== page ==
HydroClim Minnesota for Early September 2020
A monthly electronic newsletter summarizing Minnesota's climate conditions and the resulting impact on water resources. Distributed on the first Thursday of the month.
State Climatology Office - DNR Division of Ecological and Water Resources, St. Paul
distributed: September 4, 2020
What happened in August 2020:
- August 2020 was a story of the haves and the have-nots with precipitation. The far southeast received scant precipitation for the month with spots in Houston County about four inches short of normal. On the other side of the spectrum, some locations in Clearwater, Hubbard, Cass and Itasca Counties saw a five to six inch surplus. Another pocket of excessive precipitation was in south central Minnesota over Nicollet and Sibley County. The highest preliminary monthly precipitation total found was 8.72 inches at Pokegama Dam in Itasca County, 5.22 inches above normal. The driest spot found was at Caledonia in southeast Minnesota with only .64 inches of precipitation or 4.38 inches below normal. The preliminary statewide average was 3.78 inches or 0.09 inches above normal.
[see: August 2020 Precipitation Total Map | August 2020 Precipitation Departure Map | August 2020 Climate Summary Table | August 2020 Percent of Normal Precipitation Map]
- There was one notable severe storm event in August 2020. Storms brought tornadoes, wind damage and flooding across central and northern Minnesota on August 14, 2020.
[see: Tornadoes, Wind Damage and Flooding: August 14, 2020]
- August 2020 was the third month in a row to finish with average temperatures above normal. The preliminary statewide average was 1.3 degrees above normal. There were many warm days and some muggy stretches as well. The highest temperature found so far for August 2020 was 97 degrees at Marshall in southwest Minnesota on August 24 and the coldest temperature was 36 degrees at Brimson in northeast Minnesota on August 30. The meteorological (June-August) summer finished in the top 20 warmest for many locations in the state, including the second warmest at Duluth. Only the summer of 2012 was warmer. For the Twin Cities it was a four-way tie for the 12th warmest. There were fifteen days of 90 or above for a maximum temperature. Last year there were only four days of 90 or above and in 2018 there were 20.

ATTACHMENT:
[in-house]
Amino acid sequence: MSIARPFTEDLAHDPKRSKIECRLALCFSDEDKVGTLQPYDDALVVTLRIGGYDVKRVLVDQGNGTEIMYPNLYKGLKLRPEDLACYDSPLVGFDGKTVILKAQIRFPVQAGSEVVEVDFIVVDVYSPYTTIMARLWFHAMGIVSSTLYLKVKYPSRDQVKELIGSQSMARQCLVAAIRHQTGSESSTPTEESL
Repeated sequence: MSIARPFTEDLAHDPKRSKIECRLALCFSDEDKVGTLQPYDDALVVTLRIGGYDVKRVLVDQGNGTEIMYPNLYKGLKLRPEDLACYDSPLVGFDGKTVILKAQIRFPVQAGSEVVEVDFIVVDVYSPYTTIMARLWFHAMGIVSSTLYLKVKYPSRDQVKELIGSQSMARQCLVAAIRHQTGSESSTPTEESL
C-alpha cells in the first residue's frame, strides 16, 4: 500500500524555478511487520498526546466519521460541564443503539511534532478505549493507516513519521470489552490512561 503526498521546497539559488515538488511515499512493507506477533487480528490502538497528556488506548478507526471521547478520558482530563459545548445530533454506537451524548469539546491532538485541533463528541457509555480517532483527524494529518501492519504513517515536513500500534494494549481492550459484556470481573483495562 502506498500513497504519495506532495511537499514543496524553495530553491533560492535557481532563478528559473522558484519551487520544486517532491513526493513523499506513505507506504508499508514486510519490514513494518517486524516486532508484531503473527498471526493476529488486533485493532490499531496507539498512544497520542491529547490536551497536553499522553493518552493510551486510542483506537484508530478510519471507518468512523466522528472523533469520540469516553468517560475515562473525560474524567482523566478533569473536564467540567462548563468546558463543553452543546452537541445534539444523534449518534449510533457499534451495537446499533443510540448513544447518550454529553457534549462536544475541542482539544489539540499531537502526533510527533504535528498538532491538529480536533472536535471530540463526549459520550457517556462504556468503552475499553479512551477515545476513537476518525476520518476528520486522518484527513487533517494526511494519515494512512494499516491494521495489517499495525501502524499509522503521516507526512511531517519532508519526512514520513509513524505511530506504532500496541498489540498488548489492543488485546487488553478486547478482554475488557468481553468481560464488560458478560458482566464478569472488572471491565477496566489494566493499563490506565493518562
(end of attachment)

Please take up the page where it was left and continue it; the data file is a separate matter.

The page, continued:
[see: August 2020 Climate Summary Table | 2020 August Departure from Normal Temperature Map]
Where we stand now:
- Seasonal precipitation totals (April 1 through September 1) ranked above the historical median over much of northwest, north central and south central Minnesota, with areas below the historical median over central, far south, and northeast Minnesota.
[see: Seasonal Precipitation Ranking Map]
- The U. S. Drought Monitor map released on September 3, depicts 18.8 percent of the state in the Abnormally Dry category, confined to mostly northeast and southwest Minnesota, with another pocket in the southeast. Eight percent of the state is in the Moderate Drought category. The U.S. Drought Monitor index is a blend of science and subjectivity where drought categories (Moderate, Severe, etc.) are based on several indicators.
[see: Drought Conditions Overview]
- The U.S. Geological Survey reports that stream discharge values are normal to above normal across much of the state, with much above normal flow conditions in the Red River Valley. Northeast Minnesota has generally normal to below normal streamflow conditions.
[see: USGS Stream Flow Conditions]
- Water levels on most Minnesota lakes vary depending on lake and location in the state. Mille Lacs was about a half a foot above the median lake level for early September. Minnetonka was at 929.03 feet with 20 cfs flowing through Grays Bay Dam on September 2. White Bear Lake was at 924.60 feet on September 4, a fall of four tenths (.4) of a foot from one year ago. Rainy Lake was in the median range for early September and Lake of the Woods was below median range for early September and has been blow the median range since early June. Lake Superior was forecasted to be at 603.02 feet on August 28, ten inches higher than the monthly average for late August and two inches lower than in late August 2019.